An Invaluable Opportunity for Georgia Higher Education

2016 Georgia Campus Sustainability Network Annual Conference

The Georgia Campus Sustainability Network (GCSN) is about six years old. I say “about” because Lissa Leege from GA Southern U and I dreamed up the idea a year earlier, but it only became a reality after we partnered with the National Wildlife Federation (NWF).
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(left to right) Eriqah Vincent, National EcoLeaders Coordinator, NWF; Ciannat Howett, Director of Emory Office of Sustainability Initiatives; Julian Keniry, Director of Campus and Community Leadership, NWF. Photo ©Erik Voss

Carly Queen and now Eriqah Vincent from NWF have been terrific – organizing meetings and phone conferences plus taking on the cat-herding job of keeping us academy types on task. The National Wildlife Federation is committed to protecting wildlife for our children’s future and their higher education programs has always done a great job at connecting that mission to the impact our institutions have on this connected eco-system and are now looking to intentionally inspire our students to explore careers that do the same.

The original idea for the GCSN was to construct a mechanism for all sustainability minded people in Georgia higher education to meet and exchange ideas. The goal was inclusiveness. We wanted to include public and private groups, Atlanta-area and out-of-town institutions, large and small schools, faculty, students, and (particularly facility) staff.

The 2016 GCSN Annual Conference, held on September 23, 2016 at Emory University, was organized by Eriqah and the National Wildlife Federation EcoLeaders team in partnership with Suzanne Haerther of the U. S. Green Building Council.  It provided a great opportunity to see the value of such gatherings and exchanging of ideas. The participants and presenters were from our network of about 400 leaders at over 50 campuses and various state based organizations to find presenters in preparation for the meeting.

Photo © 2016 by Erik Voss for National Wildlife Federation

Attendees including students, faculty, and staff from various institutions enjoyed participating in a wide range of presentations throughout the day. Photo ©Erik Voss

The conference was a huge multifaceted success: great keynote presentation, excellent venue, on-point preparation, and consistent efforts to “keep it green” by the Emory team; almost 100 people attended from 15 schools and 9 organizations. We also had a great balance of concurrent session themes. It was especially nice to see the continued growth in student attendance and presentations.

Georgia higher education leaders of various levels made 10 presentations and presented a poster exhibition, answering questions about their resource conservation efforts on the campus and local levels, education for sustainability across curricula, strategies in financing sustainability, and student involvement in their green initiatives.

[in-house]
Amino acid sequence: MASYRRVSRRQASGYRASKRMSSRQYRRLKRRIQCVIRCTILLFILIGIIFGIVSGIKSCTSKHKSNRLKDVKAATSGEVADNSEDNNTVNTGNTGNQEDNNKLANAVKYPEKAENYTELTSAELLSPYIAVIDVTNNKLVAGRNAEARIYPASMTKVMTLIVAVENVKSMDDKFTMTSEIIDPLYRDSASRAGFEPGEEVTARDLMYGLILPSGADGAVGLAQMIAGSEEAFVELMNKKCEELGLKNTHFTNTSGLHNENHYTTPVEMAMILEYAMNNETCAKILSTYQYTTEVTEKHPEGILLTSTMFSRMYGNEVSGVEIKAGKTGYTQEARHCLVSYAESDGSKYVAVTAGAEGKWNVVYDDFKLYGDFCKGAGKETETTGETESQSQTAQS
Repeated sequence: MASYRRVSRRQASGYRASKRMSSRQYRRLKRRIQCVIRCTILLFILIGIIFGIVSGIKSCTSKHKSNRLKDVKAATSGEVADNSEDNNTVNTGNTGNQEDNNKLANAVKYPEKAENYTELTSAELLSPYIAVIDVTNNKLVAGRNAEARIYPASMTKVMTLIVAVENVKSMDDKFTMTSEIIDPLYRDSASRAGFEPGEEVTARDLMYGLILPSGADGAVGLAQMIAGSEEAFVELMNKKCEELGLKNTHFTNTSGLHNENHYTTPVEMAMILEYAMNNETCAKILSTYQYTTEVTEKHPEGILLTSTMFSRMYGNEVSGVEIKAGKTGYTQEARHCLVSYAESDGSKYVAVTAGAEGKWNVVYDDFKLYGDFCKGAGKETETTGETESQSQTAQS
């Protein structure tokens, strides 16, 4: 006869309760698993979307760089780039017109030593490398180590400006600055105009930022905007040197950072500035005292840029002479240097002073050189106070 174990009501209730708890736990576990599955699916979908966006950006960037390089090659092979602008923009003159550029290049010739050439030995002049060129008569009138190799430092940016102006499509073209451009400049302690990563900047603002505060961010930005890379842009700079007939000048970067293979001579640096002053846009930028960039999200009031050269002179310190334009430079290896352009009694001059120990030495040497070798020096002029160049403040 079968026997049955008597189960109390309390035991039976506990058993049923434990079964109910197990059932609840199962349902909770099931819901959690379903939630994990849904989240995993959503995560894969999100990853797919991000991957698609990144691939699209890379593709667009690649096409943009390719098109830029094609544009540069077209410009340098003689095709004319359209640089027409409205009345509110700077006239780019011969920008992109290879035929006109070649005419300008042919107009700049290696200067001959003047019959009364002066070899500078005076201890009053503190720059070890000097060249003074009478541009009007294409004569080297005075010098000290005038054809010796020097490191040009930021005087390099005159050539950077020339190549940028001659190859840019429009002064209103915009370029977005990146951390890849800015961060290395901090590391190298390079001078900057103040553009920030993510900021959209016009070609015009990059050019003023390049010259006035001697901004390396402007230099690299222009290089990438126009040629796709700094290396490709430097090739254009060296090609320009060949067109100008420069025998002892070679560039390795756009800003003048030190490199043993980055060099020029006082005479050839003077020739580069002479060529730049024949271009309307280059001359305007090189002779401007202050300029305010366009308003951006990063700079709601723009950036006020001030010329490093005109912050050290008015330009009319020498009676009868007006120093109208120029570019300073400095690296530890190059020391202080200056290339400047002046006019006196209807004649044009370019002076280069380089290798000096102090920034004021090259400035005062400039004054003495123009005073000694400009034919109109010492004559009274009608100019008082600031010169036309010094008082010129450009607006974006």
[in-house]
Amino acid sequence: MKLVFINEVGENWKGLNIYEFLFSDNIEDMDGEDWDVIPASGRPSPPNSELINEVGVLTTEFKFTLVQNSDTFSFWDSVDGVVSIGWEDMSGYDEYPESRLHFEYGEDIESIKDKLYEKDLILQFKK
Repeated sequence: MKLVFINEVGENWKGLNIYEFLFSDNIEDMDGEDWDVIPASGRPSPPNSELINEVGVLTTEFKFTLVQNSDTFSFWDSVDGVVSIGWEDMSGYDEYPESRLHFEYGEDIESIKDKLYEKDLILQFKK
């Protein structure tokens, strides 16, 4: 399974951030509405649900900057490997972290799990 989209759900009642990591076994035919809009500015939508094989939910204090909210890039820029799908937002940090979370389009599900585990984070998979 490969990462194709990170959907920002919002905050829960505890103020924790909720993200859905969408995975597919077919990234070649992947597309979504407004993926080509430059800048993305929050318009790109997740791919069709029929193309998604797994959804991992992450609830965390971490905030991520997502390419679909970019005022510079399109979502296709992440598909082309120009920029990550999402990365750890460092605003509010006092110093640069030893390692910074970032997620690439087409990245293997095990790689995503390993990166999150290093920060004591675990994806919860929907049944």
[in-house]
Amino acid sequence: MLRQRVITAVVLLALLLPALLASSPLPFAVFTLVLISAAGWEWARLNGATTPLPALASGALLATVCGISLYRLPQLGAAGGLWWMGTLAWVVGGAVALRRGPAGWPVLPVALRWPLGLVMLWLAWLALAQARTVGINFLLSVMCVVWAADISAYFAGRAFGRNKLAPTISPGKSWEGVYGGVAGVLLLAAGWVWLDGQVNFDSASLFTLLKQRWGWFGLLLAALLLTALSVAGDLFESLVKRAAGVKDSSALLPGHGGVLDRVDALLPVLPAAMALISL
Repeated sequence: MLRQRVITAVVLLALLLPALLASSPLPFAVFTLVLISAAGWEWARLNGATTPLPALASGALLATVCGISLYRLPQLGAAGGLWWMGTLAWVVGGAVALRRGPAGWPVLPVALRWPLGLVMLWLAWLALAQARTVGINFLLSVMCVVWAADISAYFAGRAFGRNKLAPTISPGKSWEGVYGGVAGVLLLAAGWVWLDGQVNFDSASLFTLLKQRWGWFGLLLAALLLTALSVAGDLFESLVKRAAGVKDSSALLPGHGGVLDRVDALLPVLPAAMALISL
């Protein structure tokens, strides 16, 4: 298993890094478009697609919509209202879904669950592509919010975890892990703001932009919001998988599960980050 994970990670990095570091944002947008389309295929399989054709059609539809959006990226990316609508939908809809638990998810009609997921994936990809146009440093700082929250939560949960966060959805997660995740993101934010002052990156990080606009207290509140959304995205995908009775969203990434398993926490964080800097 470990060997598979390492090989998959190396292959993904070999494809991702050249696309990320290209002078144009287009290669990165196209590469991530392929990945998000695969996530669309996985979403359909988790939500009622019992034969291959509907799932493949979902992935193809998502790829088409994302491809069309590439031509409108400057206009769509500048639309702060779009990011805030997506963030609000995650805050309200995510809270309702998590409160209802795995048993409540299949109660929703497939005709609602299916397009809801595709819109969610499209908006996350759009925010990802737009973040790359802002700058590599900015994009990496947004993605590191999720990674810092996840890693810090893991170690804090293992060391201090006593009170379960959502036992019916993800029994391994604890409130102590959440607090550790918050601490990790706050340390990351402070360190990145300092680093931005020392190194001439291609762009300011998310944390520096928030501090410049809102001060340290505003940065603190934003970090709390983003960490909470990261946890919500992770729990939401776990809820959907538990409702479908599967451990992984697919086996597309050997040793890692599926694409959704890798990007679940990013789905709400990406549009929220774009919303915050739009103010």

Here are some of the new and exciting pieces from this year:

  • Keynote: Stephanie Stuckey Benfield, Director for the Mayor’s Office of Sustainability in the City of Atlanta
  • Learning Lab LivePresented by USGBC, this session featured National Wildlife Federation (NWF)’s EcoLeaders who shared their best practices for designing, implementing and measuring the impact of projects that support a more sustainable school community and support learning and career preparedness. The student EcoLeaders also presented how projects they have developed on their college campuses could be replicated in middle and high school settings.
  • Water Hub: We were especially proud to host the program this year at the site of one of the world’s most innovative on-site water conservation and reuse site launched at Emory University in 2015. The WaterHub tour was a perfect capstone for the day.
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Student participants networking and sharing ideas with each other and conference organizer and NWF employee, Eriqah Vincent. Photo ©Erik Voss

Networking opportunities abound at these meetings. They lead to high quality collaborative activities among sustainability people in Georgia’s educational institutions, nonprofits, and municipalities as evidenced in a number of the presentations at this year’s meeting. In the future, I hope the network ramps up efforts to include more facilities personnel in the conferences.

June, 2017 will mark the end of my 30th year in the Georgia University System (29 years at Kennesaw State U) and my retirement. As I reflect on my years of teaching and mentoring student researchers I hope that I’ve been able to encourage and promote environmental awareness, at least at the local level. The Georgia Campus Sustainability Network has played a role in fulfilling that aspiration and I’m proud to have seen it grow from a concept to a tradition.

Learn MoreLearn more about NWF’s EcoLeaders program and how to get involved in campus sustainability efforts.

 

About the Author: Dr. Robert  Paul is a Professor of Biology & (since 2008) Director of Sustainability at Kennesaw State University. 

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